Category Archives: Current Unpleasantness

Thoughts on Marriage

Even though I haven’t been writing here, I have been pretty busy over the last few weeks. One of the things I’ve been working on is now up at the Fully Alive site. If you’ve not been following along, a group of four authors—all of whom are regular writers at the Covenant blog run by The Living Church—released a position paper called “Marriage in Creation and Covenant” that was highly critical of the work of the Task Force on Marriage.

Essentially, they’re trying to appeal to the “Augustinian tradition” to argue against same-sex marriages in the Episcopal Church. Unfortunately, there are several rather glaring issues with it that I point out.

Now—I have to admit that I haven’t read the new material out there on the marriage issue. As you can imagine, the polemics of recent years have been bolstered by a number of books on both sides; I haven’t read any of them. As a result, I’m coming to this discussion in the position of a layman who doesn’t know the marriage literature but does have a certain amount of experience with biblical and patristic texts so that’s where I focus.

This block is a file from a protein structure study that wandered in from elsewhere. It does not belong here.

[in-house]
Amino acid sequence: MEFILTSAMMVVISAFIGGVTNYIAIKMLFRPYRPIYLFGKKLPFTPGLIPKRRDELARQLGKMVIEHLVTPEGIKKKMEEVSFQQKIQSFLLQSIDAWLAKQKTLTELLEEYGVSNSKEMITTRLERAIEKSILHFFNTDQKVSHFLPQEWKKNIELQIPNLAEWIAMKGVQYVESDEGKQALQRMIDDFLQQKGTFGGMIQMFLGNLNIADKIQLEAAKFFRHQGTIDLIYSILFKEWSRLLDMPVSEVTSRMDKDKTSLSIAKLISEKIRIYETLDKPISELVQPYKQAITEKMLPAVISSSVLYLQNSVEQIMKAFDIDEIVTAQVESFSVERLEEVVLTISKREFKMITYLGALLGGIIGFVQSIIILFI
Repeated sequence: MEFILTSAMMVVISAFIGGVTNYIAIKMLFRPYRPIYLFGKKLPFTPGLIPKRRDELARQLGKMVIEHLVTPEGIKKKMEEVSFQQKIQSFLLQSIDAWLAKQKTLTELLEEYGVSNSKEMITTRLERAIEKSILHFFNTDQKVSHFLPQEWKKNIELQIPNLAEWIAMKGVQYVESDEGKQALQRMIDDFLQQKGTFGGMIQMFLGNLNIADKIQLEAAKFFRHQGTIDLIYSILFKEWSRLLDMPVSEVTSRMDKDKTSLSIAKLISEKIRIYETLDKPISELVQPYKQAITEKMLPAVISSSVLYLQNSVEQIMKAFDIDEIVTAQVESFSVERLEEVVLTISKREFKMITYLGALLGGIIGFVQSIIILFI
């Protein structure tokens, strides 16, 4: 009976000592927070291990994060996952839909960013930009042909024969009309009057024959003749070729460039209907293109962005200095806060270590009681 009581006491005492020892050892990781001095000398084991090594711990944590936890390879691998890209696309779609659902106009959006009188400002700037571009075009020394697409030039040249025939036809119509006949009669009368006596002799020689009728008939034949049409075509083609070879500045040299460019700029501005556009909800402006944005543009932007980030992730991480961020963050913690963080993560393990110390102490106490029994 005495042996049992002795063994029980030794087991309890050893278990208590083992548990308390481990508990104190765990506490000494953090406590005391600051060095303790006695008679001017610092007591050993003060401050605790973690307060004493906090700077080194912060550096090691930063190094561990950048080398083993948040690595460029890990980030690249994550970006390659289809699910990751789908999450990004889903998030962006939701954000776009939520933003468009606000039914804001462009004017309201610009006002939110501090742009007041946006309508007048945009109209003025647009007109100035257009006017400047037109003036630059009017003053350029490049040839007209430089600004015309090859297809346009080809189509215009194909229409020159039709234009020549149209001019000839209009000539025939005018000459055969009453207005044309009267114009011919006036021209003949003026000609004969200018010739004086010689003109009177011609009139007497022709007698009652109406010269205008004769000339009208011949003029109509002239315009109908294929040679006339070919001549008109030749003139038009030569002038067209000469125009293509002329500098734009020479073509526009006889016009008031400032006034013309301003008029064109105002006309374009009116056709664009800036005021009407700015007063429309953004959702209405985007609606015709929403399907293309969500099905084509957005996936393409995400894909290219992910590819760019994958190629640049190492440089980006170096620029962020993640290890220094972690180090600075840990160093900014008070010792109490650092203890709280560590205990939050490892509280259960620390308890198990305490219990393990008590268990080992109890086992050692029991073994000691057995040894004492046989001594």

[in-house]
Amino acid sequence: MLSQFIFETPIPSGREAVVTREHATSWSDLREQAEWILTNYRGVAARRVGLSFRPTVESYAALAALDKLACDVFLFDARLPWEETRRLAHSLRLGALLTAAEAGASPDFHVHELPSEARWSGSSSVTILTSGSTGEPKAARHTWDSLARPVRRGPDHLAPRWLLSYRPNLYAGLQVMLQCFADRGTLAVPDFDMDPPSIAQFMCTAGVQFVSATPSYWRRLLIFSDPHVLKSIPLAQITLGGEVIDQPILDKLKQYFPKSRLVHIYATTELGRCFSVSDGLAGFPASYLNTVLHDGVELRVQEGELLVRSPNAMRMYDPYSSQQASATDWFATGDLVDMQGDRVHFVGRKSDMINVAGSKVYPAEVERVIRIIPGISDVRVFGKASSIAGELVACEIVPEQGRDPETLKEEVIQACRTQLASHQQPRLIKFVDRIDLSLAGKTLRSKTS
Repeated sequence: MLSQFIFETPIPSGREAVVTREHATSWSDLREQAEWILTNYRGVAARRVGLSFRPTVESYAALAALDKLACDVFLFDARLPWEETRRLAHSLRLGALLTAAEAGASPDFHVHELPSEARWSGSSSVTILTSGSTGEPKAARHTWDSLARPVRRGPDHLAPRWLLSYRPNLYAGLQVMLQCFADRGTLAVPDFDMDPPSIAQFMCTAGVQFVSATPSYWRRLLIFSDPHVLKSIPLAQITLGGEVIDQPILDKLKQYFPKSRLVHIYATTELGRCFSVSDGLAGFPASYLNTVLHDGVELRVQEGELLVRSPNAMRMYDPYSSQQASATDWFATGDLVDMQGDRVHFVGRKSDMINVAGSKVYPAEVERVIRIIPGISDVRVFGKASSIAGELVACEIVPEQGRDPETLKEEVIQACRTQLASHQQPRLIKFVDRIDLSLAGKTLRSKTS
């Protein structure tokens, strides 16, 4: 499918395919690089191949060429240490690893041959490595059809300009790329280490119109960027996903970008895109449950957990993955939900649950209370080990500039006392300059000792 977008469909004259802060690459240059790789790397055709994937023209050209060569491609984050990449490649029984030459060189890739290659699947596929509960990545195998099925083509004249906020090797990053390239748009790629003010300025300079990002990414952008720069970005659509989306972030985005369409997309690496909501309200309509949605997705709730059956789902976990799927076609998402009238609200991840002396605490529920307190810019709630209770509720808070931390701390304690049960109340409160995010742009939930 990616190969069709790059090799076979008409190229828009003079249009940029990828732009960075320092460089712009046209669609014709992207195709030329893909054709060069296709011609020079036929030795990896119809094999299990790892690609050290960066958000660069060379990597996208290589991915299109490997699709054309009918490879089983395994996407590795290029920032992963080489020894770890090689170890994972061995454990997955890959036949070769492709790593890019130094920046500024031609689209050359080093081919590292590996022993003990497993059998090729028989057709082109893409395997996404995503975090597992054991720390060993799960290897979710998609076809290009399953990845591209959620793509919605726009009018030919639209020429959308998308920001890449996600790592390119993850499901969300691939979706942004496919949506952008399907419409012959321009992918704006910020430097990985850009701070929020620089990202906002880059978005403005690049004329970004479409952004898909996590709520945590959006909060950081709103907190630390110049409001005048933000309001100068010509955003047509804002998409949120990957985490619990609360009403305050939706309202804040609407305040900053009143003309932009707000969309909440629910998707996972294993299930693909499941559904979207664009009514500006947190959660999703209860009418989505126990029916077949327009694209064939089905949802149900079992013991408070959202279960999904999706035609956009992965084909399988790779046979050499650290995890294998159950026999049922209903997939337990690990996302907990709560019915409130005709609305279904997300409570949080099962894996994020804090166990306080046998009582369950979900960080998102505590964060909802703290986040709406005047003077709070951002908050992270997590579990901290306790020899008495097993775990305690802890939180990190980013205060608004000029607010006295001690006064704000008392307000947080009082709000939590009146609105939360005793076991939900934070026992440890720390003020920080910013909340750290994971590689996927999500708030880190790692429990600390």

I am fully committed to our use of Scripture and the Church Fathers as we try to be faithful Christians in the 21st. But part of being faithful means recognizing the cultural distance between us and the Fathers, between us and the Scriptural text, and working through what those differences mean. MCC failed to do that; I try to point out why that’s problematic.

Give it a read and let me know what you think…


Pedantic Lectionary Note on Romans 1